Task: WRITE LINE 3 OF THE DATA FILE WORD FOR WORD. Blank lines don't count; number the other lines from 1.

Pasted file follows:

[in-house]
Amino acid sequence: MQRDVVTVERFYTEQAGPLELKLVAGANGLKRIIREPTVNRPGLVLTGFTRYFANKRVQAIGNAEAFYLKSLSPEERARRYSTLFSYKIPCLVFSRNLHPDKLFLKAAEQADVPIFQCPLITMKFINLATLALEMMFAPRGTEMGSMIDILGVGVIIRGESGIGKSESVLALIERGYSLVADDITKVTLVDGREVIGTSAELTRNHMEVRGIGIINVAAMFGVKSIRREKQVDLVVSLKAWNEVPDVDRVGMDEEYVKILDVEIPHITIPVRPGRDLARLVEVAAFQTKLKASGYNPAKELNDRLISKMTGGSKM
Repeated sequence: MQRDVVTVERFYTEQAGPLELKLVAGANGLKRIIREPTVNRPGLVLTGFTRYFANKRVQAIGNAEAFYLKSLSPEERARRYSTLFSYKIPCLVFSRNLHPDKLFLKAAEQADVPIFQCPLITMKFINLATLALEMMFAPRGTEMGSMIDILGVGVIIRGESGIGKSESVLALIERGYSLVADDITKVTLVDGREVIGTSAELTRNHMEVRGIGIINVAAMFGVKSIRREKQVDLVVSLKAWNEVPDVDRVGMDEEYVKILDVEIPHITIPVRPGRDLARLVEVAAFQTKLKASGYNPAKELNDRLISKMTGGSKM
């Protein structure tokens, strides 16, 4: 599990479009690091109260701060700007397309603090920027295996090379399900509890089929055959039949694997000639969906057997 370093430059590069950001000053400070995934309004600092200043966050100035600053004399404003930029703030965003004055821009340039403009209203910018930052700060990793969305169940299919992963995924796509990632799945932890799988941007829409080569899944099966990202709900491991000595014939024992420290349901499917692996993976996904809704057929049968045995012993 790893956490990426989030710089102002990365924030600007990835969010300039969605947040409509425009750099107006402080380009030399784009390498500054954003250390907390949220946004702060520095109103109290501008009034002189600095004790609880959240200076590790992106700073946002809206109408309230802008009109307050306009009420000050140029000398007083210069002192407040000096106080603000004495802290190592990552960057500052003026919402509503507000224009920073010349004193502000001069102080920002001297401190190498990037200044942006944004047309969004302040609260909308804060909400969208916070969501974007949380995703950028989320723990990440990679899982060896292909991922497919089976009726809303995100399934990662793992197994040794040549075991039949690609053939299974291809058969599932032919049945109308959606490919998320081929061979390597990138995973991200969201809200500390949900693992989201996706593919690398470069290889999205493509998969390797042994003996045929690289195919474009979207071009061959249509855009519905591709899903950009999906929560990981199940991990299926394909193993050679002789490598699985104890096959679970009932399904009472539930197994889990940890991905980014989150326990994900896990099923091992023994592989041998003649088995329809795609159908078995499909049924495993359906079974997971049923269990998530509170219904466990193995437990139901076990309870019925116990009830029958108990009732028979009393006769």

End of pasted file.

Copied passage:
Repeated sequence: MQRDVVTVERFYTEQAGPLELKLVAGANGLKRIIREPTVNRPGLVLTGFTRYFANKRVQAIGNAEAFYLKSLSPEERARRYSTLFSYKIPCLVFSRNLHPDKLFLKAAEQADVPIFQCPLITMKFINLATLALEMMFAPRGTEMGSMIDILGVGVIIRGESGIGKSESVLALIERGYSLVADDITKVTLVDGREVIGTSAELTRNHMEVRGIGIINVAAMFGVKSIRREKQVDLVVSLKAWNEVPDVDRVGMDEEYVKILDVEIPHITIPVRPGRDLARLVEVAAFQTKLKASGYNPAKELNDRLISKMTGGSKM